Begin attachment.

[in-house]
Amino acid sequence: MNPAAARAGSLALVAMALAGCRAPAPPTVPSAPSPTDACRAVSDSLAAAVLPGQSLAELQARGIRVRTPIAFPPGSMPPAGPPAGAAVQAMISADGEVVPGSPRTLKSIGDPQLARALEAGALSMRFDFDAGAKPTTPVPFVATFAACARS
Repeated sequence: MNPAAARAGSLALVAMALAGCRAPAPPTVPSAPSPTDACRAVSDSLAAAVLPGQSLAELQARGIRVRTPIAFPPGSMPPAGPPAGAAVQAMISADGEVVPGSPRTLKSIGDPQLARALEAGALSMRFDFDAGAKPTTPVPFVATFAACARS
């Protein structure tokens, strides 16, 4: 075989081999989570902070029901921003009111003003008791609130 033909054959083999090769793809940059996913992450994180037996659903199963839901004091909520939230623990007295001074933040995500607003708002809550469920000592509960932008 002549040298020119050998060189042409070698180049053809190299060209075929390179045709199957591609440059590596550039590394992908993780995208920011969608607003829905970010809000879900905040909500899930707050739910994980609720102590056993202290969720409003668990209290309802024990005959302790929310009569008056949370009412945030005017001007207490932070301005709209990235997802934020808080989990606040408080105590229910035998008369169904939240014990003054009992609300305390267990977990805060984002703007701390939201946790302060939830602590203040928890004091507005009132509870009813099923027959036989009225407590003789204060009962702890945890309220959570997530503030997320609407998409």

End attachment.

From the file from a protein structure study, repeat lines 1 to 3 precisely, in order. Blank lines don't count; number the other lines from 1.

[in-house]
Amino acid sequence: MNPAAARAGSLALVAMALAGCRAPAPPTVPSAPSPTDACRAVSDSLAAAVLPGQSLAELQARGIRVRTPIAFPPGSMPPAGPPAGAAVQAMISADGEVVPGSPRTLKSIGDPQLARALEAGALSMRFDFDAGAKPTTPVPFVATFAACARS
Repeated sequence: MNPAAARAGSLALVAMALAGCRAPAPPTVPSAPSPTDACRAVSDSLAAAVLPGQSLAELQARGIRVRTPIAFPPGSMPPAGPPAGAAVQAMISADGEVVPGSPRTLKSIGDPQLARALEAGALSMRFDFDAGAKPTTPVPFVATFAACARS